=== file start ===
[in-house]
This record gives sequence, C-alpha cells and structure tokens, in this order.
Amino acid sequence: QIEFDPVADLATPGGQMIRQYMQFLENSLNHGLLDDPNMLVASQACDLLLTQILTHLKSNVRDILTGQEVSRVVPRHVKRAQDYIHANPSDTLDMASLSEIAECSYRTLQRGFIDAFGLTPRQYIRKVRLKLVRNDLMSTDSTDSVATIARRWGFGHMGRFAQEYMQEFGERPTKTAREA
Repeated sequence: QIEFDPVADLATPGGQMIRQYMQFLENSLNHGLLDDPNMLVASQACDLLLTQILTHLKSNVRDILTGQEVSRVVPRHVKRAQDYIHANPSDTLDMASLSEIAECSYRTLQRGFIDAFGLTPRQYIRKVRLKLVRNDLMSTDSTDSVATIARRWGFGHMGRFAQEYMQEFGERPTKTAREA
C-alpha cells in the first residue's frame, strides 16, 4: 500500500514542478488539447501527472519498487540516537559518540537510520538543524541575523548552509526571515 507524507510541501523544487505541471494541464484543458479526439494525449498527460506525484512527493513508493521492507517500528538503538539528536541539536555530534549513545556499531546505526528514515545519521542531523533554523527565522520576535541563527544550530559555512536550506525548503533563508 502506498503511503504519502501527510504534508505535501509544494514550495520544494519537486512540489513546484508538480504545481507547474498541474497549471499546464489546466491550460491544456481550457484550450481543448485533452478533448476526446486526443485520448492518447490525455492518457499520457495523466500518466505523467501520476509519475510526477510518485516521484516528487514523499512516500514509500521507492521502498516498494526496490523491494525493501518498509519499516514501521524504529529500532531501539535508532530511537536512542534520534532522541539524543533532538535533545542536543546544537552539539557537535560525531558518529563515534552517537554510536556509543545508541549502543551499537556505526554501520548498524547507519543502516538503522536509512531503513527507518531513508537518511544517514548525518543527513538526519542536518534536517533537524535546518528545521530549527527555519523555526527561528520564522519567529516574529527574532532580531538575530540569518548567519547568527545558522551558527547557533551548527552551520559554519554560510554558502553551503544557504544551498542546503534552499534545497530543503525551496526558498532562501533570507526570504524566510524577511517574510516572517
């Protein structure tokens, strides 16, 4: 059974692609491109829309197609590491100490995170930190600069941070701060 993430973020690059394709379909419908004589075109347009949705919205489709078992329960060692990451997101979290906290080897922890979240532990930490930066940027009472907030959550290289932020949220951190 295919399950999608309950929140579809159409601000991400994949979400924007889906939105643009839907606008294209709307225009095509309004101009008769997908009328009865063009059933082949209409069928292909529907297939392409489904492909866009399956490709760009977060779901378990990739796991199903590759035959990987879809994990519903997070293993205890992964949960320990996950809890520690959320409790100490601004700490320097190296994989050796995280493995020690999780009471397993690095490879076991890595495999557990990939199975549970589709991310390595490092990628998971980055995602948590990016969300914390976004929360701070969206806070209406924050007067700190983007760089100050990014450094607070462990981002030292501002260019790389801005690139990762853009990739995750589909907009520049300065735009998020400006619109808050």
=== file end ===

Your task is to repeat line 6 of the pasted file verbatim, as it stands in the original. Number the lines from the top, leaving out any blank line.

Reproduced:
């Protein structure tokens, strides 16, 4: 059974692609491109829309197609590491100490995170930190600069941070701060 993430973020690059394709379909419908004589075109347009949705919205489709078992329960060692990451997101979290906290080897922890979240532990930490930066940027009472907030959550290289932020949220951190 295919399950999608309950929140579809159409601000991400994949979400924007889906939105643009839907606008294209709307225009095509309004101009008769997908009328009865063009059933082949209409069928292909529907297939392409489904492909866009399956490709760009977060779901378990990739796991199903590759035959990987879809994990519903997070293993205890992964949960320990996950809890520690959320409790100490601004700490320097190296994989050796995280493995020690999780009471397993690095490879076991890595495999557990990939199975549970589709991310390595490092990628998971980055995602948590990016969300914390976004929360701070969206806070209406924050007067700190983007760089100050990014450094607070462990981002030292501002260019790389801005690139990762853009990739995750589909907009520049300065735009998020400006619109808050």